In short, the draft provisions relating to unitary EU IP rights following Brexit reflect, for the most part, the 'common sense’ and logical approach advocated by rights holders and practitioners since the 2016 referendum, and will assuage concerns of a ‘Brexit Day cliff face’ as regards trademarks and designs. The transition period (which will last until December 2020, during which time nothing will change as regards EU trademarks (EUTMs) and designs being valid in the United Kingdom) appears, prima facie, to be a sensible and reasonable timeframe to enable IP owners and other stakeholders to prepare for Brexit and ensure that unitary IP portfolios remain robust and enforceable across both the United Kingdom and the remaining 27 member states.

Want to read more?

Register to access two of our subscriber only articles per month

Subscribe for unlimited access to articles, in-depth analysis and research from the World Trademark Review experts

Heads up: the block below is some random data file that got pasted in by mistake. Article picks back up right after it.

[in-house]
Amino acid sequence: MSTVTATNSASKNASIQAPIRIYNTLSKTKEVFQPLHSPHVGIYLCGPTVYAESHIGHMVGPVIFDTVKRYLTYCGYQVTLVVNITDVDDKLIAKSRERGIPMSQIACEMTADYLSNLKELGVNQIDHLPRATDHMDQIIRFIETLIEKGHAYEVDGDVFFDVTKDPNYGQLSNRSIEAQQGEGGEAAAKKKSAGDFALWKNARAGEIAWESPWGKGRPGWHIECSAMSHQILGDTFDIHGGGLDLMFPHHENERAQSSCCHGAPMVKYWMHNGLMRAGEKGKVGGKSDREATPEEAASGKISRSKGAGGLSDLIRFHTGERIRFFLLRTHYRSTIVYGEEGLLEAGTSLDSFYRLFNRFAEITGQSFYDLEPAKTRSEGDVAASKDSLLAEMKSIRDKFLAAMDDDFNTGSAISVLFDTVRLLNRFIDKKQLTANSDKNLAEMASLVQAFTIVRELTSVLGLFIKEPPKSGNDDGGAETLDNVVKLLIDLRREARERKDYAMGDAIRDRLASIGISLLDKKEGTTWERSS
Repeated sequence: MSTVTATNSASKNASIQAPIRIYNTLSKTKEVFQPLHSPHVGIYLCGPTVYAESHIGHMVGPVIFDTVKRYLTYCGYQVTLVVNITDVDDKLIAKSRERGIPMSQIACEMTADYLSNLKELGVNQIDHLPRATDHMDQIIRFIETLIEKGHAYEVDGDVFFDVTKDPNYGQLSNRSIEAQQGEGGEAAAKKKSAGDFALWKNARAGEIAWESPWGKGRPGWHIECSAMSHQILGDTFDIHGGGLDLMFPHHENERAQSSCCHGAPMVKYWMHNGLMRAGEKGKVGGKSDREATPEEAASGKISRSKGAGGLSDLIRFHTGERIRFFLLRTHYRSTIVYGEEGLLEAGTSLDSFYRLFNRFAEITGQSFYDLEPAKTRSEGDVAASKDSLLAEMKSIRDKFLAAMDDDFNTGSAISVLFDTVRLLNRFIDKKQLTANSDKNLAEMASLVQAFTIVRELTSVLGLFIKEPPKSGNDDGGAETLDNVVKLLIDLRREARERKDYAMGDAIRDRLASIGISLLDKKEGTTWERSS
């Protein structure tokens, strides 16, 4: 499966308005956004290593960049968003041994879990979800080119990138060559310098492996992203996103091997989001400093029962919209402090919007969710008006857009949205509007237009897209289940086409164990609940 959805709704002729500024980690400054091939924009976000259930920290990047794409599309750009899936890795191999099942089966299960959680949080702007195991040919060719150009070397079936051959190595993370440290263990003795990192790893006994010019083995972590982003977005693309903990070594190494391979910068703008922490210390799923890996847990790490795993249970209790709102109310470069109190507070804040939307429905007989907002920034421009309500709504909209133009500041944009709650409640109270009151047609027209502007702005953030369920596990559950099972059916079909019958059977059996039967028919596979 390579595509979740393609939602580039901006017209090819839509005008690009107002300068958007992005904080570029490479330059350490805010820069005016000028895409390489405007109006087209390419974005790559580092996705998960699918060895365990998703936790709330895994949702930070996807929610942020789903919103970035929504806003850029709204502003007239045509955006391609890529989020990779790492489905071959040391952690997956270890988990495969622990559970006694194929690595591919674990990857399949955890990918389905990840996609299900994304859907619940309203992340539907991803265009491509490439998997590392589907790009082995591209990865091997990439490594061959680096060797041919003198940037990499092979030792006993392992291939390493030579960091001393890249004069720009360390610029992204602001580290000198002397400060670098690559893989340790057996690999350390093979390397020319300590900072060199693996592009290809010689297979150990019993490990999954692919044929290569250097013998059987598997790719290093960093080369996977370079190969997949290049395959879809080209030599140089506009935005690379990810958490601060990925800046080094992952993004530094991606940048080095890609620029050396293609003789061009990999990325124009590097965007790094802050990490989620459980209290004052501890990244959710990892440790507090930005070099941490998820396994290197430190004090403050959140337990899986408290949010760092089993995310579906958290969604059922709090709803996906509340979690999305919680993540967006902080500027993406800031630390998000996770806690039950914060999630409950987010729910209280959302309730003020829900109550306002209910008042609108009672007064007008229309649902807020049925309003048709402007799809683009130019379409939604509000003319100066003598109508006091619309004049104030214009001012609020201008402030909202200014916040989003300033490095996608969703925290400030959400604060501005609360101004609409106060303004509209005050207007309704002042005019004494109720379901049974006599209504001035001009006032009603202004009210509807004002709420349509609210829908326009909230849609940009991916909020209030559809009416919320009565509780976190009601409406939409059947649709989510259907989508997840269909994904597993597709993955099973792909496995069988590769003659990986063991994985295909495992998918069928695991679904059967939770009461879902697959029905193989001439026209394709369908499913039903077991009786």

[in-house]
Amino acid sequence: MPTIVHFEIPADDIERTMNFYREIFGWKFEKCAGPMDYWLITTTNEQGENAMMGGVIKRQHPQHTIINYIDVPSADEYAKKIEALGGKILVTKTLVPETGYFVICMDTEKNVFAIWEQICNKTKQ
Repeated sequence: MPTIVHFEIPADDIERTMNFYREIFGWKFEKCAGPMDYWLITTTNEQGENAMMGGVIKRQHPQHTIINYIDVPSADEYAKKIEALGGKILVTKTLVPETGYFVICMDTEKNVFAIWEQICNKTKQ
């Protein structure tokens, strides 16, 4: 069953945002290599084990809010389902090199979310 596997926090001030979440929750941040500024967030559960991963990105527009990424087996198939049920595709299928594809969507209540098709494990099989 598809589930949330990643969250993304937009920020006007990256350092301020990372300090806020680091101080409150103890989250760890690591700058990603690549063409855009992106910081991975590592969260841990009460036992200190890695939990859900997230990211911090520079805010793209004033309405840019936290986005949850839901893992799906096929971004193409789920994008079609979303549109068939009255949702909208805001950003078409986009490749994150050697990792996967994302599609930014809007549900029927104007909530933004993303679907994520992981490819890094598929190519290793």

Already registered? Log in

What our customers are saying

World Trademark Review is simply the first resource I will go to for trademark-related information, whether about the latest trademark law development or case news, top trademark practitioners or interesting trademark events.

Jerry F Xia
Deputy general counsel and chief IP counsel – Asia-Pacific, corporate law department
Honeywell

Benefits

Subscribe to World Trademark Review to receive access to the full range of trademark intelligence, insight, and case law, as well as our guides, rankings and daily market insight delivered to your inbox.

Why subscribe?

Share this article